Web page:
According further to the system described herein, computer software, stored on a computer-readable medium, for modifying data in-place includes executable code that copies source data in a source storage area into a holding storage area to create a data copy, wherein the source data is data that is to be modified. Executable code may be included that diverts I/O operations of an application that accesses the source data to the data copy in the holding storage area. Executable code may be included that tracks changes to the data copy in the holding storage area. Executable code may be included that modifies the source data to generate modified source data in the source storage area. Executable code may be included that incorporates the changes to the data copy in the holding storage area into the modified source data in the source area. The executable code that incorporates the changes to the data copy into the modified source data includes executable code that modifies the changes to the data copy and transfers the modified changes to the source storage area. Executable code may be included that suspends the I/O operations if a number of changes to the data copy is less than a threshold limit. Executable code may be included that modifies final remaining changes to the data copy as final modified changes. Executable code may be included that transfers the final modified remaining changes to the modified source data. Executable code may be included that re-directs the I/O operations to the modified source data in the source storage area. Executable code may be included that resumes the I/O operations.

BRIEF DESCRIPTION OF THE DRAWINGS

Embodiments of the system are described with reference to the several figures of the drawings, noted as follows.

FIG. 1 is a schematic diagram showing a plurality of hosts and a data storage device that may be used in connection with the system described herein.

FIG. 2 is a schematic diagram showing a storage device, memory, a plurality of directors, and a communication module that may be used in connection with the system described herein.

FIGS. 3-8 are schematic illustrations of a system performing in-place data modification, such as data transformation, translation, encryption and/or other data modification technique, according to an embodiment of the system described herein.

FIG. 9 is a flow diagram showing non-disruptive modification of data in-place according to various embodiments of the system described herein.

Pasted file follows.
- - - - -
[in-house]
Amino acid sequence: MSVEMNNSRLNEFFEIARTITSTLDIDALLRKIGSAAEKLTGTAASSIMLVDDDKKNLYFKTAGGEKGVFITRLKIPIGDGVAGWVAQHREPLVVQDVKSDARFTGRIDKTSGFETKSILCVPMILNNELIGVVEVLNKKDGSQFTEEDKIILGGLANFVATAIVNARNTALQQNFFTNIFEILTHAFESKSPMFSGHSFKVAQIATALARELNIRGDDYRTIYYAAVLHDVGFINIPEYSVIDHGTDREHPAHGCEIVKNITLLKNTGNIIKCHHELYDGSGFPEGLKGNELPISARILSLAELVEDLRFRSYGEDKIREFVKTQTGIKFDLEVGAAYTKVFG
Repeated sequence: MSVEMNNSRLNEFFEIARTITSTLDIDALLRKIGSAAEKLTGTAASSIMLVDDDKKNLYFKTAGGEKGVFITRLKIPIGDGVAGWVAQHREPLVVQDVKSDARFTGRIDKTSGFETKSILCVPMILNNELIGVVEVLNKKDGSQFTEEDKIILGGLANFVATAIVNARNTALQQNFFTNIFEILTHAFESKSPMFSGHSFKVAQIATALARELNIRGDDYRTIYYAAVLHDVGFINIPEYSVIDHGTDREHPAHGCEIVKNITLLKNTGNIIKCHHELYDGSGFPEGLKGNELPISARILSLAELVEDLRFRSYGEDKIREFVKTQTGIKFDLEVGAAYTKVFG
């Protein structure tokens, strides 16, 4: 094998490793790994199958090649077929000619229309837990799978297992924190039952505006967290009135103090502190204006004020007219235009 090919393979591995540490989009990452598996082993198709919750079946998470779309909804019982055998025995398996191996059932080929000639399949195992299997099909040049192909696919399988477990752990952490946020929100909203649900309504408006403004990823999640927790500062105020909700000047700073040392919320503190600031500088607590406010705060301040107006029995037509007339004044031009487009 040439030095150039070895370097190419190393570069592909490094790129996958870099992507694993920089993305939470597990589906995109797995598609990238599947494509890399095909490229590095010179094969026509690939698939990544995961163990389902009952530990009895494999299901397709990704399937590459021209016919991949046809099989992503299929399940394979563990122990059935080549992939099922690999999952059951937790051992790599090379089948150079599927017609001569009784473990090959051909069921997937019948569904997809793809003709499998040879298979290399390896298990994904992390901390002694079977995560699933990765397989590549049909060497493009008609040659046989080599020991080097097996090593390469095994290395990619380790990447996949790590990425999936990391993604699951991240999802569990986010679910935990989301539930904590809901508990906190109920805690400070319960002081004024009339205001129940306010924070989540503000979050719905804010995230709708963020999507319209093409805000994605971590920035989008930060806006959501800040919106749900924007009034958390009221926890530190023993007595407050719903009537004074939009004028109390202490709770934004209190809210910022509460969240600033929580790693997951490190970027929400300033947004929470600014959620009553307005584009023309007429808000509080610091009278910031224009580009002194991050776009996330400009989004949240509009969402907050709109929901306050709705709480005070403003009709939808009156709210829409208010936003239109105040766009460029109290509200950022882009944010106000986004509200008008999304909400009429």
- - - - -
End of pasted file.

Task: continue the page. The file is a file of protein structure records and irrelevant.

FIG. 10 is a flow diagram showing processing in connection an SDDF session according to an embodiment of the system described herein.

DETAILED DESCRIPTION OF VARIOUS EMBODIMENTS

Referring now to the figures of the drawing, the figures comprise a part of this specification and illustrate exemplary embodiments of the described system. It is to be understood that in some instances various aspects of the system may be shown schematically or may be exaggerated or altered to facilitate an understanding of the system.

In FIG. 1, a diagram 20 shows a plurality of hosts 22 a-22 c coupled to a data storage device 24. The data storage device 24 includes an internal memory 26 that facilitates operation of the storage device 24 as described elsewhere herein. The data storage device also includes a plurality of host adapters (HA's) 28 a-28 c that handle reading and writing of data between the hosts 22 a-22 c and the storage device 24. Although the diagram 20 shows each of the hosts 22 a-22 c coupled to each of the HA's 28 a-28 c, it will be appreciated by one of ordinary skill in the art that one or more of the HA's 28 a-28 c may be coupled to other hosts.

The storage device 24 may include one or more Remote Data Facility (RDF) adapter units (RA's) 32 a-32 c. An RDF product, such as produced by EMC Corporation of Hopkinton, Mass., may be used to copy data from one storage device to another. For example, if a host writes data to a first storage device (e.g., a local storage device), it may be desirable to copy that data to a second storage device provided in a different location (e.g., a remote storage device). The RA's 32 a-32 c are coupled to an RDF link 34 and are similar to the HA's 28 a-28 c, but are used to transfer data between the storage device 24 and other storage devices (not shown) that are also coupled to the RDF link 34. The storage device 24 may be coupled to addition RDF links (not shown) in addition to the RDF link 34. For further discussion of RDF and the use thereof in data recovery and storage techniques, see U.S. Pat. No. 5,742,792, which is incorporated by reference herein, and U.S. Patent App. Pub. No. 2006-0069887 to LeCrone, et al., entitled “Triangular Asynchronous Replication,” which is incorporated herein by reference.